Only a small percentage of guard companies go to the expense of administering pre-employment screening tests to identify suitability for the job, often employing people who may have behavioral issues which place clients at risk.

Training is another area that historically suffers.
The average training requirement for an unarmed security guard is 8 hours or less. Many states require no training for unarmed security at all.

Compare this figure with the average P.O.S.T. (Police Officer Training and Standards) certification of 500 hours.

The overwhelming majority of private security firms do little “pre-assignment” training (usually in the form of a generic video), instead opting to do “on the job” training. This generally consists of having a supervisor (or in many instances, another guard) “walk” the new recruit through the facility. The result is that many major properties across the United States are protected by people who have little familiarity with the property, post orders and procedures specific to the property, or even a nodding acquaintance with emergency procedures for the facility.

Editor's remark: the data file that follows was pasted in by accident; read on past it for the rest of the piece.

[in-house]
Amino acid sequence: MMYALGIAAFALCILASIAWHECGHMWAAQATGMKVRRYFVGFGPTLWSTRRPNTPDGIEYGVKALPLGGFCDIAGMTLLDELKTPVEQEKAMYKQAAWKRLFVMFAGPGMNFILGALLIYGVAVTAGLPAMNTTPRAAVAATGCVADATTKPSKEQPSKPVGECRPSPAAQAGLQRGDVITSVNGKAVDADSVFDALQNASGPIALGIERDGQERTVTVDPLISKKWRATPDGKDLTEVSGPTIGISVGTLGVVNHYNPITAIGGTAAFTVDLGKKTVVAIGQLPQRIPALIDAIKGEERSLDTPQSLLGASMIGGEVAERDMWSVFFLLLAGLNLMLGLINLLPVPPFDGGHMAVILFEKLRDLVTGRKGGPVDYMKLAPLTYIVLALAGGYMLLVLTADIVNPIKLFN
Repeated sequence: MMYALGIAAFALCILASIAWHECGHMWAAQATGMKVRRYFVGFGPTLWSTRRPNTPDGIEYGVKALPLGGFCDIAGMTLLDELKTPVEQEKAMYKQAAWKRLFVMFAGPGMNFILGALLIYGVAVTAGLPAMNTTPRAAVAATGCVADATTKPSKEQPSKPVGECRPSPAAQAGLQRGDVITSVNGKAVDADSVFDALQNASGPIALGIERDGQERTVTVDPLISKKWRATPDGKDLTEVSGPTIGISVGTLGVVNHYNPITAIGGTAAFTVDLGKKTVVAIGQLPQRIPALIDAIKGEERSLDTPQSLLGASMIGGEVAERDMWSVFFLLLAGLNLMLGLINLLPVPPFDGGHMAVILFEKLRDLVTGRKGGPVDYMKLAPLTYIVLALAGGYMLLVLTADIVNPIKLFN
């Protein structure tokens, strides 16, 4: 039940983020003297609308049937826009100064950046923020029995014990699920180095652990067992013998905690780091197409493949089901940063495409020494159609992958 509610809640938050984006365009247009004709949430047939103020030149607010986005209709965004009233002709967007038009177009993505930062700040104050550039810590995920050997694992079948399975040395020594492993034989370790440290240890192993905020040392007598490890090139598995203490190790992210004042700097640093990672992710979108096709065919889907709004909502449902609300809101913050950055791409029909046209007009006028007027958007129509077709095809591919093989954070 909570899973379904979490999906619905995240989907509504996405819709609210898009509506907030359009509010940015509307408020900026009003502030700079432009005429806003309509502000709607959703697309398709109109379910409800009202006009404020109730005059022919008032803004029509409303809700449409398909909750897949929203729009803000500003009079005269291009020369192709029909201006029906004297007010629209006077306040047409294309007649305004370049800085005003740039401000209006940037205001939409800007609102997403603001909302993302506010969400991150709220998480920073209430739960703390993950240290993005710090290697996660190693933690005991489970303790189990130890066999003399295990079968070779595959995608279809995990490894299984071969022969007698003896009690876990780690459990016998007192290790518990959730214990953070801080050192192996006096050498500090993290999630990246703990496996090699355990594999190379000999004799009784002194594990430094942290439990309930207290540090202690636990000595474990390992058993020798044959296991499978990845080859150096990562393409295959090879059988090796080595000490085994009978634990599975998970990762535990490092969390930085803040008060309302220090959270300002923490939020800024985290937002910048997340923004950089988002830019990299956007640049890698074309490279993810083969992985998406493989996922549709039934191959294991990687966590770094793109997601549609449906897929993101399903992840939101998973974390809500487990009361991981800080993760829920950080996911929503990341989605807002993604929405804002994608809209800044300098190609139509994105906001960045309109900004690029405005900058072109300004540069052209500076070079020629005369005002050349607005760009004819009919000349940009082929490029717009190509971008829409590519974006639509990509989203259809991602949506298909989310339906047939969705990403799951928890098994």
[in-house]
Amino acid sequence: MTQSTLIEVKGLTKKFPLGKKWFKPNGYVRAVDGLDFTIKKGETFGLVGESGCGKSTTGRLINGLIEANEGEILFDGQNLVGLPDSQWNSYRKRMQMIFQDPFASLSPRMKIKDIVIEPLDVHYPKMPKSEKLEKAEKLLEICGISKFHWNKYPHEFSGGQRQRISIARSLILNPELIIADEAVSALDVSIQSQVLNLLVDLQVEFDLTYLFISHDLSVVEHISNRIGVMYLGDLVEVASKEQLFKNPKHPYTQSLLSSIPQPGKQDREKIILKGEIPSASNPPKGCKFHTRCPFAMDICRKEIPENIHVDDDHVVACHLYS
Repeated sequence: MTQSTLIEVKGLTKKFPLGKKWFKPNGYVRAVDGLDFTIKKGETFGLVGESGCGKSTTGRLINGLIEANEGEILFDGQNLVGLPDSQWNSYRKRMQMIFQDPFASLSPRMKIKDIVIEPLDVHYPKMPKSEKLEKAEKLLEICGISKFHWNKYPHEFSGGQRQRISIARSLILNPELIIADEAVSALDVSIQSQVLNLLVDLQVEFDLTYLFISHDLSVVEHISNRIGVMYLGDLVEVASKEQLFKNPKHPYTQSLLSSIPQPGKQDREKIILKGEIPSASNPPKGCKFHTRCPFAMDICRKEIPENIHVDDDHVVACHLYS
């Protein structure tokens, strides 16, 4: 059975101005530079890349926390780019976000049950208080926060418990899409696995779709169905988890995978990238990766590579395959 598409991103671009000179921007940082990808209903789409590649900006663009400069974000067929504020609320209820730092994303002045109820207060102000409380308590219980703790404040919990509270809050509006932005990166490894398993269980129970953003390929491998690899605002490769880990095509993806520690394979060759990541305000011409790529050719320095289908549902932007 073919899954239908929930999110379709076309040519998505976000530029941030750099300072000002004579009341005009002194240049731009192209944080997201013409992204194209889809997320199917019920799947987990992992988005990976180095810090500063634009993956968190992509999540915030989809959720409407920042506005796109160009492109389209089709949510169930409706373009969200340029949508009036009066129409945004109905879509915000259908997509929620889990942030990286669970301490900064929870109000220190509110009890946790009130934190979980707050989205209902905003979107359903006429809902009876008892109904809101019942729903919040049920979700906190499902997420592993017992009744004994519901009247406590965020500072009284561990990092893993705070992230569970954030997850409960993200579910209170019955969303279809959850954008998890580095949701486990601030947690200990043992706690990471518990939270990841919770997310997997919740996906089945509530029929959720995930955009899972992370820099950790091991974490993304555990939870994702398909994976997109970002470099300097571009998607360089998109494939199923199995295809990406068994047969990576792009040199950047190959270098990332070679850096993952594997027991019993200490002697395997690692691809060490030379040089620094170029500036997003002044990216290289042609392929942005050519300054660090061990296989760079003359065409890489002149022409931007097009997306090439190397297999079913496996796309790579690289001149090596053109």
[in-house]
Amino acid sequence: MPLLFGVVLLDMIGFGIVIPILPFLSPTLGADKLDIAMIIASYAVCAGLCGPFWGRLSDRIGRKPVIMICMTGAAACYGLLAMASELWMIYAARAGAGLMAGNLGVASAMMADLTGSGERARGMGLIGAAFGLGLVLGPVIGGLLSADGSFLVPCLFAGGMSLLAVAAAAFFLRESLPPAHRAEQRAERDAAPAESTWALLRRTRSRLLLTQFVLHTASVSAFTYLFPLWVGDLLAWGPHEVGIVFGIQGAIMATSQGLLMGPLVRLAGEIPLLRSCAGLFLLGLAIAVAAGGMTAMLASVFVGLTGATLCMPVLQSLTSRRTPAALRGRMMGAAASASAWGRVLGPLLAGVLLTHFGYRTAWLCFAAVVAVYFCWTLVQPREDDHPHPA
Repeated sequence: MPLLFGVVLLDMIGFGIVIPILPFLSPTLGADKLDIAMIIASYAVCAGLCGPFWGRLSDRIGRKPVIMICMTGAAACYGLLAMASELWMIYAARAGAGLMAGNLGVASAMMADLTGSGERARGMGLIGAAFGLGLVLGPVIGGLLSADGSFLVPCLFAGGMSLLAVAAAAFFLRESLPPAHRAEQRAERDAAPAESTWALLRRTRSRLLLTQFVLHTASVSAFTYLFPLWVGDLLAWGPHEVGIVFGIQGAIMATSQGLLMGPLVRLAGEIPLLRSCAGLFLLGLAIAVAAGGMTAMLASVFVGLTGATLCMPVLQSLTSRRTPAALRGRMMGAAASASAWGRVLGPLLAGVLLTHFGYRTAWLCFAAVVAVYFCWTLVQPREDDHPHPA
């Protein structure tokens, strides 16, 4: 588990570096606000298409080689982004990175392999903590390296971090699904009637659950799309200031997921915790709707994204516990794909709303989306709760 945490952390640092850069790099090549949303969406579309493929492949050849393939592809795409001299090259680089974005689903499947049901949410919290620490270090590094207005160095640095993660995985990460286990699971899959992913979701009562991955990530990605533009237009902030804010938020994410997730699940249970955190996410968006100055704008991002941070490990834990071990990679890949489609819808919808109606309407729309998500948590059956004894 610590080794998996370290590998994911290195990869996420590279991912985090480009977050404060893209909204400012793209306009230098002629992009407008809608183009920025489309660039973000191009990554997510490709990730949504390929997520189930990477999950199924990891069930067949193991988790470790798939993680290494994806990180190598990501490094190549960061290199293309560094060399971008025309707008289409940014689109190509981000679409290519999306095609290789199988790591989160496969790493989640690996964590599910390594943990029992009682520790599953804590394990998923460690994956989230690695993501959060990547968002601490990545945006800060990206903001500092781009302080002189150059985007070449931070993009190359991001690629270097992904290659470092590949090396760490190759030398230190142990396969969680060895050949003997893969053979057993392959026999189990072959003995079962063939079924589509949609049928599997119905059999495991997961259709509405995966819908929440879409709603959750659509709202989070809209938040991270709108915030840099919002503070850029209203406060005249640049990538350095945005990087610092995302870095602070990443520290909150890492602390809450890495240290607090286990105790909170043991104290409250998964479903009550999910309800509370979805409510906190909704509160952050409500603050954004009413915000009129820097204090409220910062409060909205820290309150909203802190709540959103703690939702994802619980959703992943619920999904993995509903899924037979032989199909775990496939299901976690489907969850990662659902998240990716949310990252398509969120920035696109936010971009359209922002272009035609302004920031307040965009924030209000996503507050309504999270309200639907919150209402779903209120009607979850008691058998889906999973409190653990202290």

The potential for loss and injury under the current system is obvious, and the criminal and civil repercussions are already manifesting themselves across the Unites States.

Consider the following:

¨ Returning to her automobile in broad daylight (parked less than 30 yards from the entrance to a major Super regional Mall) a school teacher is robbed and beaten so badly she is in a coma for 6 weeks.

At the time of the assault the Mall had four security vehicles that were supposed to be patrolling the property. All four vehicles were parked and the security guards were in a “meeting” at the food court.

¨ Two armed security guards at an urban city library get into an argument and engage in a running gun battle, exchanging over 14 shots. Fortunately, they were such bad marksman that neither they nor any innocent bystanders were injured.